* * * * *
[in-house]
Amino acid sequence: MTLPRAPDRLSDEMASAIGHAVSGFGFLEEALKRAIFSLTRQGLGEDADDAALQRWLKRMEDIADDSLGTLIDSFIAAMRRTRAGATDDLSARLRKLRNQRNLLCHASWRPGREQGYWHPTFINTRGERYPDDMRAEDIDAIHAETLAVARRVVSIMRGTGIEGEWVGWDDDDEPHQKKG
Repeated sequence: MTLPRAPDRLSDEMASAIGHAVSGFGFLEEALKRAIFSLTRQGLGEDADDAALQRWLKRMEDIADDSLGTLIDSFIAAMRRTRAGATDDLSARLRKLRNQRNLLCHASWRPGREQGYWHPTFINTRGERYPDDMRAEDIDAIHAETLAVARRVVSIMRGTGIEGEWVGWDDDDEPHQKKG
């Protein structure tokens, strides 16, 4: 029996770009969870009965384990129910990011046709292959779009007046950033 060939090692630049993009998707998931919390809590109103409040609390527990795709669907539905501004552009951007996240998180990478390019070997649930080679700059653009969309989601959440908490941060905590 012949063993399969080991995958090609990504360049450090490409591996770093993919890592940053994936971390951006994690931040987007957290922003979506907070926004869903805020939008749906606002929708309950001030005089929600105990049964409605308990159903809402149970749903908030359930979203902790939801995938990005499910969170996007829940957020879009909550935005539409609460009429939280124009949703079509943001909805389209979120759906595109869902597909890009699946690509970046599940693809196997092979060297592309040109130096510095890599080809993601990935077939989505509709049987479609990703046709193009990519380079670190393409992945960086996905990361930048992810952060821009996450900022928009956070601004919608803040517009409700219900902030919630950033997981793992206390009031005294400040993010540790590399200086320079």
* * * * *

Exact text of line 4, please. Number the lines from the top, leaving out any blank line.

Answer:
């Protein structure tokens, strides 16, 4: 029996770009969870009965384990129910990011046709292959779009007046950033 060939090692630049993009998707998931919390809590109103409040609390527990795709669907539905501004552009951007996240998180990478390019070997649930080679700059653009969309989601959440908490941060905590 012949063993399969080991995958090609990504360049450090490409591996770093993919890592940053994936971390951006994690931040987007957290922003979506907070926004869903805020939008749906606002929708309950001030005089929600105990049964409605308990159903809402149970749903908030359930979203902790939801995938990005499910969170996007829940957020879009909550935005539409609460009429939280124009949703079509943001909805389209979120759906595109869902597909890009699946690509970046599940693809196997092979060297592309040109130096510095890599080809993601990935077939989505509709049987479609990703046709193009990519380079670190393409992945960086996905990361930048992810952060821009996450900022928009956070601004919608803040517009409700219900902030919630950033997981793992206390009031005294400040993010540790590399200086320079």